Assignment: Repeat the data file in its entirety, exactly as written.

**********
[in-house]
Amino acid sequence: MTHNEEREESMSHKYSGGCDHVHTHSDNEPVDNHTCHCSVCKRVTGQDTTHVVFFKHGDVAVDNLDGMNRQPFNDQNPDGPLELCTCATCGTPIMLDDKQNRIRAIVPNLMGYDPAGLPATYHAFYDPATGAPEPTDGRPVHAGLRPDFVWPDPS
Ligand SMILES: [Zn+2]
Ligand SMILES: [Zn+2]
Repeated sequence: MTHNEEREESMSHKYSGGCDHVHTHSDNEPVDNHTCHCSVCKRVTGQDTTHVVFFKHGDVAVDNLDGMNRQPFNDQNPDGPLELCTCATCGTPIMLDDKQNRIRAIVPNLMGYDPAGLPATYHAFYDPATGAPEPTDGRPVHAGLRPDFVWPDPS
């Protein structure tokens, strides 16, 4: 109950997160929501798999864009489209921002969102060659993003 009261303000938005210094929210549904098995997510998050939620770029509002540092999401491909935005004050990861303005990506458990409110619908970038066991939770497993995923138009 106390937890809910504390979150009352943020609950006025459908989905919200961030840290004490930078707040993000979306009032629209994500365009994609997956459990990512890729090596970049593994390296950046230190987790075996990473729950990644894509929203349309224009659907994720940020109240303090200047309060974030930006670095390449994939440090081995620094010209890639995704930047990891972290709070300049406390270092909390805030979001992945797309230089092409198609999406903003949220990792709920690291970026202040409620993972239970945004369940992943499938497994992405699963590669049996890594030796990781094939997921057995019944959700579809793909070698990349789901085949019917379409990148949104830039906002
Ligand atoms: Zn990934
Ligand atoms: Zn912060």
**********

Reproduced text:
[in-house]
Amino acid sequence: MTHNEEREESMSHKYSGGCDHVHTHSDNEPVDNHTCHCSVCKRVTGQDTTHVVFFKHGDVAVDNLDGMNRQPFNDQNPDGPLELCTCATCGTPIMLDDKQNRIRAIVPNLMGYDPAGLPATYHAFYDPATGAPEPTDGRPVHAGLRPDFVWPDPS
Ligand SMILES: [Zn+2]
Ligand SMILES: [Zn+2]
Repeated sequence: MTHNEEREESMSHKYSGGCDHVHTHSDNEPVDNHTCHCSVCKRVTGQDTTHVVFFKHGDVAVDNLDGMNRQPFNDQNPDGPLELCTCATCGTPIMLDDKQNRIRAIVPNLMGYDPAGLPATYHAFYDPATGAPEPTDGRPVHAGLRPDFVWPDPS
């Protein structure tokens, strides 16, 4: 109950997160929501798999864009489209921002969102060659993003 009261303000938005210094929210549904098995997510998050939620770029509002540092999401491909935005004050990861303005990506458990409110619908970038066991939770497993995923138009 106390937890809910504390979150009352943020609950006025459908989905919200961030840290004490930078707040993000979306009032629209994500365009994609997956459990990512890729090596970049593994390296950046230190987790075996990473729950990644894509929203349309224009659907994720940020109240303090200047309060974030930006670095390449994939440090081995620094010209890639995704930047990891972290709070300049406390270092909390805030979001992945797309230089092409198609999406903003949220990792709920690291970026202040409620993972239970945004369940992943499938497994992405699963590669049996890594030796990781094939997921057995019944959700579809793909070698990349789901085949019917379409990148949104830039906002
Ligand atoms: Zn990934
Ligand atoms: Zn912060």